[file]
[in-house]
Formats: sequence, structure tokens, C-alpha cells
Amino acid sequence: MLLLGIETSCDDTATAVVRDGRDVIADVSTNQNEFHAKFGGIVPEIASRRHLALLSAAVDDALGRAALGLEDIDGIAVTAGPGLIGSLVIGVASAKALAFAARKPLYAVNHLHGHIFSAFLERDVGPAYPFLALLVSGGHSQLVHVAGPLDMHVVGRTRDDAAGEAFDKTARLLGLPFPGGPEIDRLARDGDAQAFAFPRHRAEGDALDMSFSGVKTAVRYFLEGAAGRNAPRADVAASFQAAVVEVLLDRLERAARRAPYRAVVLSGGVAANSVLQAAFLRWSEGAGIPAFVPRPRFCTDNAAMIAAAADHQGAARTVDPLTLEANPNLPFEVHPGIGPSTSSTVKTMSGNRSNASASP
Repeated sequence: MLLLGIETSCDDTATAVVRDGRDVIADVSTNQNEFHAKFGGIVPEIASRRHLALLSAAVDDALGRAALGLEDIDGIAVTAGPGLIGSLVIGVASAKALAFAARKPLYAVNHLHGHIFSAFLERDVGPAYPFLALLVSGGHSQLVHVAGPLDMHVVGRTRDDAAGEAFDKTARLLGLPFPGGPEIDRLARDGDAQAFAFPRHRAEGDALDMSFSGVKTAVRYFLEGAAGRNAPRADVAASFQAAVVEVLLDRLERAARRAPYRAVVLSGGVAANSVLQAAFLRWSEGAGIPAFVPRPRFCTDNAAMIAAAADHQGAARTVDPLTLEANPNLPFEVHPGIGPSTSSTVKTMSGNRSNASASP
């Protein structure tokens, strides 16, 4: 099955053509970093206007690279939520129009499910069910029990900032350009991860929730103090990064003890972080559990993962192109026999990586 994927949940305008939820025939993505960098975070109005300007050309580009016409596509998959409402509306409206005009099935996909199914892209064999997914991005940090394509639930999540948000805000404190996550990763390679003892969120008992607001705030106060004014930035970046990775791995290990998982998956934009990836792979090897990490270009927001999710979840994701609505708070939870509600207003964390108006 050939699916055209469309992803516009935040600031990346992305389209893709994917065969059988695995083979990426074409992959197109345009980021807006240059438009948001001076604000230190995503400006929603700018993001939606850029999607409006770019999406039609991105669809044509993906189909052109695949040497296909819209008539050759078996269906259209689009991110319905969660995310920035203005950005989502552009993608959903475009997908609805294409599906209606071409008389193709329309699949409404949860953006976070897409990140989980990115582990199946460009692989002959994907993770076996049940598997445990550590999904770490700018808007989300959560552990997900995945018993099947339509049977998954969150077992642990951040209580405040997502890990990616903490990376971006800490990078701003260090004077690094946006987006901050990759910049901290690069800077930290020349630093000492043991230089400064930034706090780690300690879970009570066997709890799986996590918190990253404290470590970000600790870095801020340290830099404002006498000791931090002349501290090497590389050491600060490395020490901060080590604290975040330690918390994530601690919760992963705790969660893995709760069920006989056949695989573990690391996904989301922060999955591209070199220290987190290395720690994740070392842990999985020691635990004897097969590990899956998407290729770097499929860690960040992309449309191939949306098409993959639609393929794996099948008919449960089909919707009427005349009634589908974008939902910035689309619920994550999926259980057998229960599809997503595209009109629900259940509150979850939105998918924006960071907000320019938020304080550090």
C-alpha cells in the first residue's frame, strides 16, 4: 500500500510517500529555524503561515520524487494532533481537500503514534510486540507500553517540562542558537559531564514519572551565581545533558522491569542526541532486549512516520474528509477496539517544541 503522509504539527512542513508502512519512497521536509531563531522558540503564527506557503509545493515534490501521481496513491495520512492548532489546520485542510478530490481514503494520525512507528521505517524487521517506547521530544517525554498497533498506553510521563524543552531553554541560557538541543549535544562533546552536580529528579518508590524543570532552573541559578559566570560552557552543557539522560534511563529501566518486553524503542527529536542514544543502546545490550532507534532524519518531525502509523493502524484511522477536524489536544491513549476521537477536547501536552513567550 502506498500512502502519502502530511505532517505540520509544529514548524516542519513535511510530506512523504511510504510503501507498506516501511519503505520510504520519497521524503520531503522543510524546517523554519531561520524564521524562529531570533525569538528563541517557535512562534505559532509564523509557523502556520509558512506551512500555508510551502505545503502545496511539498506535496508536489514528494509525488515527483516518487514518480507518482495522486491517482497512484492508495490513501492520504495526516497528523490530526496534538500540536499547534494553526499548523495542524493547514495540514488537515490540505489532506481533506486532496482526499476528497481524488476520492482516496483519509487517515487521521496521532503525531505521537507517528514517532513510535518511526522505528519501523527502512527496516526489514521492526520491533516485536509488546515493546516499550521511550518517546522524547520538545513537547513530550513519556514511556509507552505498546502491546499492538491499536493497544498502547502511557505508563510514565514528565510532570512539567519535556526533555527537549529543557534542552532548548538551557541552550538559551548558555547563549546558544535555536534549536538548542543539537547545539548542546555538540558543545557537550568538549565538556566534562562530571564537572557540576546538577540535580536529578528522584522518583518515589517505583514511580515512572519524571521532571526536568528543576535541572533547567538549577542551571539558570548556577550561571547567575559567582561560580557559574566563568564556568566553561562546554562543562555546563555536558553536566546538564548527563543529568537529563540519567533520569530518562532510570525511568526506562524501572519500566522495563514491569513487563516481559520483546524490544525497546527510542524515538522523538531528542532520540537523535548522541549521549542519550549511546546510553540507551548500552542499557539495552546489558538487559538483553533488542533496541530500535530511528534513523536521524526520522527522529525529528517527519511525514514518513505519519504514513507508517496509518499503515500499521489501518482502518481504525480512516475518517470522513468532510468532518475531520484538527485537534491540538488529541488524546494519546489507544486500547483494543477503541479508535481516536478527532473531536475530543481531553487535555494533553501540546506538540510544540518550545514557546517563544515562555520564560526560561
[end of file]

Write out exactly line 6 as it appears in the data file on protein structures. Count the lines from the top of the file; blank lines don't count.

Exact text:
C-alpha cells in the first residue's frame, strides 16, 4: 500500500510517500529555524503561515520524487494532533481537500503514534510486540507500553517540562542558537559531564514519572551565581545533558522491569542526541532486549512516520474528509477496539517544541 503522509504539527512542513508502512519512497521536509531563531522558540503564527506557503509545493515534490501521481496513491495520512492548532489546520485542510478530490481514503494520525512507528521505517524487521517506547521530544517525554498497533498506553510521563524543552531553554541560557538541543549535544562533546552536580529528579518508590524543570532552573541559578559566570560552557552543557539522560534511563529501566518486553524503542527529536542514544543502546545490550532507534532524519518531525502509523493502524484511522477536524489536544491513549476521537477536547501536552513567550 502506498500512502502519502502530511505532517505540520509544529514548524516542519513535511510530506512523504511510504510503501507498506516501511519503505520510504520519497521524503520531503522543510524546517523554519531561520524564521524562529531570533525569538528563541517557535512562534505559532509564523509557523502556520509558512506551512500555508510551502505545503502545496511539498506535496508536489514528494509525488515527483516518487514518480507518482495522486491517482497512484492508495490513501492520504495526516497528523490530526496534538500540536499547534494553526499548523495542524493547514495540514488537515490540505489532506481533506486532496482526499476528497481524488476520492482516496483519509487517515487521521496521532503525531505521537507517528514517532513510535518511526522505528519501523527502512527496516526489514521492526520491533516485536509488546515493546516499550521511550518517546522524547520538545513537547513530550513519556514511556509507552505498546502491546499492538491499536493497544498502547502511557505508563510514565514528565510532570512539567519535556526533555527537549529543557534542552532548548538551557541552550538559551548558555547563549546558544535555536534549536538548542543539537547545539548542546555538540558543545557537550568538549565538556566534562562530571564537572557540576546538577540535580536529578528522584522518583518515589517505583514511580515512572519524571521532571526536568528543576535541572533547567538549577542551571539558570548556577550561571547567575559567582561560580557559574566563568564556568566553561562546554562543562555546563555536558553536566546538564548527563543529568537529563540519567533520569530518562532510570525511568526506562524501572519500566522495563514491569513487563516481559520483546524490544525497546527510542524515538522523538531528542532520540537523535548522541549521549542519550549511546546510553540507551548500552542499557539495552546489558538487559538483553533488542533496541530500535530511528534513523536521524526520522527522529525529528517527519511525514514518513505519519504514513507508517496509518499503515500499521489501518482502518481504525480512516475518517470522513468532510468532518475531520484538527485537534491540538488529541488524546494519546489507544486500547483494543477503541479508535481516536478527532473531536475530543481531553487535555494533553501540546506538540510544540518550545514557546517563544515562555520564560526560561